Congratulations on your endeavor of learning, growth and evolution. May it always continue.
May we keep the company that inspires and uplifts us, and offer our greatness to our families and communities, to this world.
I look forward to seeing you on the mat again and again.
For more on Douglas Brooks, please see his guest teacher content.
Who’s ready to go again? If you haven’t already completed your last practice for the 30:30 challenge, we suggest a perfect compliment to Noah’s message – his backbend class that explores heat rasa & cooling rasa. Two things you encounter throughout each day as you eat, as you sleep, as you go about your life…and as you practice yoga more regularly each day. If a 90-minute is more than you can must on your last day of 30:30, Noah’s 45-minute class on exploring the inner light that develops through your yoga practice might be exactly what you need today.
Congratulations – thank you for joining us on this journey!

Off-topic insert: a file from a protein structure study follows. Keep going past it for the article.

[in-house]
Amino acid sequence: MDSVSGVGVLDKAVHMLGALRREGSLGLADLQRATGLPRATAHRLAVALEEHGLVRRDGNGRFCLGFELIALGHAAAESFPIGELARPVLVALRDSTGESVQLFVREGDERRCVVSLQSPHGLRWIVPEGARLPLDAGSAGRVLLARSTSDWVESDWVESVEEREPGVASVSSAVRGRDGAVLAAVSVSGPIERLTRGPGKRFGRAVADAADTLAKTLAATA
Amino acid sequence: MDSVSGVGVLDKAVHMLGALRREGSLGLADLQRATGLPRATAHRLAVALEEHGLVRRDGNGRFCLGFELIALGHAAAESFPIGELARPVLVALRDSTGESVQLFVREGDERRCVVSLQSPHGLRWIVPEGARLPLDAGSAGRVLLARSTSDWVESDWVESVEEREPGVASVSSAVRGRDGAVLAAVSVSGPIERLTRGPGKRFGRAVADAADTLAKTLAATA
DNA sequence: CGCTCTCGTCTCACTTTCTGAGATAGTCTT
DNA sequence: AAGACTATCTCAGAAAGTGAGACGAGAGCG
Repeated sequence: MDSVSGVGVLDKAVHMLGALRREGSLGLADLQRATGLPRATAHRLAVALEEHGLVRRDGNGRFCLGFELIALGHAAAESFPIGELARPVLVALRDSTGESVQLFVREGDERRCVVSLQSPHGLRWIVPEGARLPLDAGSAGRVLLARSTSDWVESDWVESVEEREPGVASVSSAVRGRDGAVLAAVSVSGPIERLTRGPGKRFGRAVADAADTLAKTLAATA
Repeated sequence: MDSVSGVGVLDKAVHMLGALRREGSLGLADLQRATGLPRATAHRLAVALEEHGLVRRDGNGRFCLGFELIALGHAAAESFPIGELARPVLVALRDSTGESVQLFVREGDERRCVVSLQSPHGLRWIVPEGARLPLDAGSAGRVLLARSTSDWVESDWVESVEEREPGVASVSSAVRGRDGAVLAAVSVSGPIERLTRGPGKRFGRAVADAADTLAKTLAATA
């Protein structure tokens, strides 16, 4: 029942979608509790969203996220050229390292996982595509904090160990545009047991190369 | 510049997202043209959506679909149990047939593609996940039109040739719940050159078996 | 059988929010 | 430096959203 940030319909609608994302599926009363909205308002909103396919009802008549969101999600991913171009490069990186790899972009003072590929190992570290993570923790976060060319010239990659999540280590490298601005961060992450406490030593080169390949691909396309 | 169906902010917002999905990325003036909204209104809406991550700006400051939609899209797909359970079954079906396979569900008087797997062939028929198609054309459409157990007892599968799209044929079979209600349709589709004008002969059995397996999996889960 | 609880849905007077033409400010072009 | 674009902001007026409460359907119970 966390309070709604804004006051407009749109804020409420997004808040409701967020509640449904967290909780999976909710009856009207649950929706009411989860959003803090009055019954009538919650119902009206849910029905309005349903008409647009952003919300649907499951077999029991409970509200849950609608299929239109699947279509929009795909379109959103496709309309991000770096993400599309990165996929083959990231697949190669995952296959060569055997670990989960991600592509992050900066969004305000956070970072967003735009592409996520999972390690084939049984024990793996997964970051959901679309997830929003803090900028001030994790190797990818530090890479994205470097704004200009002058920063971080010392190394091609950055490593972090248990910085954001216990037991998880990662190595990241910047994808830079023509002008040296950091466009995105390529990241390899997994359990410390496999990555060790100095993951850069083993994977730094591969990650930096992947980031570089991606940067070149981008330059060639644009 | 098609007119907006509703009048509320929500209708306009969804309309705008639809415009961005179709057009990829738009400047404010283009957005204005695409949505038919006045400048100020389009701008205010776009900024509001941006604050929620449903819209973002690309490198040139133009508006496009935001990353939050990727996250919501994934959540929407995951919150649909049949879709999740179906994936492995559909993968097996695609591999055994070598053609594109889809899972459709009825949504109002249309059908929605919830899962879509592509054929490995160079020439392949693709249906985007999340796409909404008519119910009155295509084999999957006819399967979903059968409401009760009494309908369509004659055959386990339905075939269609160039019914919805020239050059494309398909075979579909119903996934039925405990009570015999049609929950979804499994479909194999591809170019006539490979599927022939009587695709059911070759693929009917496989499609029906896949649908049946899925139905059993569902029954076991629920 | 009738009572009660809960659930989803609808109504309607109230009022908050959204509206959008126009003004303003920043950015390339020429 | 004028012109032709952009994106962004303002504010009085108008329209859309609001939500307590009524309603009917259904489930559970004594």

Posted on October 25th, 2010
We are in the last week of our 30:30 challenge – the toughest part of the challenge for us – so we thought a little inspiration from Tara Judelle was in order. Many of you joined us for 30:30 recently…so her message of rewiring your behavior patterns will hopefully resonate with each of you, whether you’re on Day 25 of the challenge or Day Ten:
“I recently began a love affair with The Brain That Changes Itself by Norman Doidge, MD. In a nutshell, our brains, and the entire wiring of our neural net (our complex of nerves and chemicals creating our perceiving awareness) is an entirely plastic affair. Neuroplasticity, is the study of how our brain reshapes itself based on WHAT WE PAY ATTENTION TO.